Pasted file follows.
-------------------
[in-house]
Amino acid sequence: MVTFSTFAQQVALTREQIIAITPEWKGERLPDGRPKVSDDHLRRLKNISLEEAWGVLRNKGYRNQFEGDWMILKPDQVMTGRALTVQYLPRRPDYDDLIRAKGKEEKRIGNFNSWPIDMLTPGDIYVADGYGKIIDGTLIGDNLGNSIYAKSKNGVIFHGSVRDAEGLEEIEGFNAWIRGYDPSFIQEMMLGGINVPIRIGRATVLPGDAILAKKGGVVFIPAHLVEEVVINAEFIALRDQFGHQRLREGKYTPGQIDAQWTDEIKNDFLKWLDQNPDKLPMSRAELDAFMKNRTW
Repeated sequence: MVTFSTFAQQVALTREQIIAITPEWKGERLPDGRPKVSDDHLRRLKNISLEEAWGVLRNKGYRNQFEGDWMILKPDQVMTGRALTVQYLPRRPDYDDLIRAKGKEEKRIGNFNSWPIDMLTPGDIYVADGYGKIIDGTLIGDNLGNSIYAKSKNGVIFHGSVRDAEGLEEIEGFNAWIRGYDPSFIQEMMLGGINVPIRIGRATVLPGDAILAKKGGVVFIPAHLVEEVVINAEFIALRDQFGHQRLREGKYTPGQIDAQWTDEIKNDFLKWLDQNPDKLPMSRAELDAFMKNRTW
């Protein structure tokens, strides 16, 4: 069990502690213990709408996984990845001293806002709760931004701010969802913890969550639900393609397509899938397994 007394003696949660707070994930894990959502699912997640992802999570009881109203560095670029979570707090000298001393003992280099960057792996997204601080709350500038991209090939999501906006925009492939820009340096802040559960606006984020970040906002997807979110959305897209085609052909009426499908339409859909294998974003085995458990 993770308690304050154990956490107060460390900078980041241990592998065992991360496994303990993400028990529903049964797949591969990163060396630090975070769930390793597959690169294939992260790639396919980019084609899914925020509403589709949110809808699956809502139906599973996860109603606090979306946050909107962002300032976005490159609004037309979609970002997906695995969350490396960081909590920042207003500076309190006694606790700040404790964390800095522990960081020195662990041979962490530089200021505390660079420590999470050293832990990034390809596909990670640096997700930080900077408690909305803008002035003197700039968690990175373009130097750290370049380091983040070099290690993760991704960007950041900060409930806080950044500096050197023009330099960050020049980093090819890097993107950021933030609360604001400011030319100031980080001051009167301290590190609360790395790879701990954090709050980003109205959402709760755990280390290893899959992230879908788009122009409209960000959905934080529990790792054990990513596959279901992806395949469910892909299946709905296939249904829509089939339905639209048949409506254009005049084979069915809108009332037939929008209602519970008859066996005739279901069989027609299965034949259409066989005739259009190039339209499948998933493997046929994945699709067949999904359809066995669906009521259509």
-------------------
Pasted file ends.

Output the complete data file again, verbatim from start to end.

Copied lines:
[in-house]
Amino acid sequence: MVTFSTFAQQVALTREQIIAITPEWKGERLPDGRPKVSDDHLRRLKNISLEEAWGVLRNKGYRNQFEGDWMILKPDQVMTGRALTVQYLPRRPDYDDLIRAKGKEEKRIGNFNSWPIDMLTPGDIYVADGYGKIIDGTLIGDNLGNSIYAKSKNGVIFHGSVRDAEGLEEIEGFNAWIRGYDPSFIQEMMLGGINVPIRIGRATVLPGDAILAKKGGVVFIPAHLVEEVVINAEFIALRDQFGHQRLREGKYTPGQIDAQWTDEIKNDFLKWLDQNPDKLPMSRAELDAFMKNRTW
Repeated sequence: MVTFSTFAQQVALTREQIIAITPEWKGERLPDGRPKVSDDHLRRLKNISLEEAWGVLRNKGYRNQFEGDWMILKPDQVMTGRALTVQYLPRRPDYDDLIRAKGKEEKRIGNFNSWPIDMLTPGDIYVADGYGKIIDGTLIGDNLGNSIYAKSKNGVIFHGSVRDAEGLEEIEGFNAWIRGYDPSFIQEMMLGGINVPIRIGRATVLPGDAILAKKGGVVFIPAHLVEEVVINAEFIALRDQFGHQRLREGKYTPGQIDAQWTDEIKNDFLKWLDQNPDKLPMSRAELDAFMKNRTW
């Protein structure tokens, strides 16, 4: 069990502690213990709408996984990845001293806002709760931004701010969802913890969550639900393609397509899938397994 007394003696949660707070994930894990959502699912997640992802999570009881109203560095670029979570707090000298001393003992280099960057792996997204601080709350500038991209090939999501906006925009492939820009340096802040559960606006984020970040906002997807979110959305897209085609052909009426499908339409859909294998974003085995458990 993770308690304050154990956490107060460390900078980041241990592998065992991360496994303990993400028990529903049964797949591969990163060396630090975070769930390793597959690169294939992260790639396919980019084609899914925020509403589709949110809808699956809502139906599973996860109603606090979306946050909107962002300032976005490159609004037309979609970002997906695995969350490396960081909590920042207003500076309190006694606790700040404790964390800095522990960081020195662990041979962490530089200021505390660079420590999470050293832990990034390809596909990670640096997700930080900077408690909305803008002035003197700039968690990175373009130097750290370049380091983040070099290690993760991704960007950041900060409930806080950044500096050197023009330099960050020049980093090819890097993107950021933030609360604001400011030319100031980080001051009167301290590190609360790395790879701990954090709050980003109205959402709760755990280390290893899959992230879908788009122009409209960000959905934080529990790792054990990513596959279901992806395949469910892909299946709905296939249904829509089939339905639209048949409506254009005049084979069915809108009332037939929008209602519970008859066996005739279901069989027609299965034949259409066989005739259009190039339209499948998933493997046929994945699709067949999904359809066995669906009521259509």